Conservation: Edwards Aquifer, 2

Male Fountain Darter, image from

Male Fountain Darter, image from

Passport to Texas with support from the Wildlife and Sportfish Restoration Program

Two million people – from Central to Southwest Texas – depend on the Edwards Aquifer for their drinking water.

06—it also supplies important water sources for industry, agriculture, recreation…a number of things.

Cindy Loeffler, water resources branch chief at Texas Parks and Wildlife, says eight federally listed threatened and endangered species call the aquifer home; they exist in this location only. The Edwards Aquifer Habitat Conservation Plan intends to protect them, and allow Texans’ continued use of the shared resource by implementing a mixture of strategies.

36—Water conservation is a key part of it…but also [part of it is] looking at different ways to manage water. For example, we do currently have different levels of conservation that kick in to action as drought increases, and also many measures to help make the ecosystems more resilient. Things like removing non-native species, [and] helping to restore habitat that’s been compromised. One notable thing, especially for folks who recreate on the San Marcos River that’s been done, is to create a state scientific area that makes it unlawful to uproot Texas Wild Rice, a federally protected plant.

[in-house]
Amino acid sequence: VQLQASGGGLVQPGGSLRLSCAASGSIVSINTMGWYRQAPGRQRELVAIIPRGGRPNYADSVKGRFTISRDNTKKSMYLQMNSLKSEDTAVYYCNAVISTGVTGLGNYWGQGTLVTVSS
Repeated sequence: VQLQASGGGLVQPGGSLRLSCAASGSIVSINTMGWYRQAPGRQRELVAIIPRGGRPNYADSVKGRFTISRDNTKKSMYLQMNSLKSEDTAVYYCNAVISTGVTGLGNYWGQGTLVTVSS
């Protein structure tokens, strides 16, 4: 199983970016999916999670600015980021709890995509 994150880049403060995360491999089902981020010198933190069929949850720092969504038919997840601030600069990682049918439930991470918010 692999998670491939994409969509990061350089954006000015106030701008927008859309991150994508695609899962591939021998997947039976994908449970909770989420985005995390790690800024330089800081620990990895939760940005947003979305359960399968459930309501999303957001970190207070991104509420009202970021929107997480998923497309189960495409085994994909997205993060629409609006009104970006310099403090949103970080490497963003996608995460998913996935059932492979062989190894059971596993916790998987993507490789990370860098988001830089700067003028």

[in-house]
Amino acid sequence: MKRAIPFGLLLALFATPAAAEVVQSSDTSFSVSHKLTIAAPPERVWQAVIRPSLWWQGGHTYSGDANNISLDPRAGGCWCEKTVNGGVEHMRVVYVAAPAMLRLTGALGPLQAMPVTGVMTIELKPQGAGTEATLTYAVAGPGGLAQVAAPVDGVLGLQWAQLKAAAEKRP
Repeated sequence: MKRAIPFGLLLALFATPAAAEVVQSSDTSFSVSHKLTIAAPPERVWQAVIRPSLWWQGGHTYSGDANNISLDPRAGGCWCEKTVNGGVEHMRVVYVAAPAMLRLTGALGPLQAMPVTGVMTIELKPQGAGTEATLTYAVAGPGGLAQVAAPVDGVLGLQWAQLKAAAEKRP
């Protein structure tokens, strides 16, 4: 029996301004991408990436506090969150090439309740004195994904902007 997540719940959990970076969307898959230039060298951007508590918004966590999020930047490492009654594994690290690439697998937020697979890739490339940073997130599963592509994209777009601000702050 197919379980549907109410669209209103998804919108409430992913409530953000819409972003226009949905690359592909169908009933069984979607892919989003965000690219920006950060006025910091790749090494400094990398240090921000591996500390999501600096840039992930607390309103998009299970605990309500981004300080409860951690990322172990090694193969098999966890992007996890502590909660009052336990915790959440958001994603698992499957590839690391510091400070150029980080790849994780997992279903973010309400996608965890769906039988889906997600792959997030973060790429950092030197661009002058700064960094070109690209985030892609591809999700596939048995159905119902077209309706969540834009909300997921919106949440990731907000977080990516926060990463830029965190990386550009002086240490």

It is easy to be dismissive of a plan to protect species which exist in very small numbers or that we do not often see. Tomorrow we talk about the value of these species.

The Wildlife and Sportfish Restoration Program …supports our series and funds diverse conservation projects throughout Texas…

For Texas Parks and Wildlife…I’m Cecilia Nasti.

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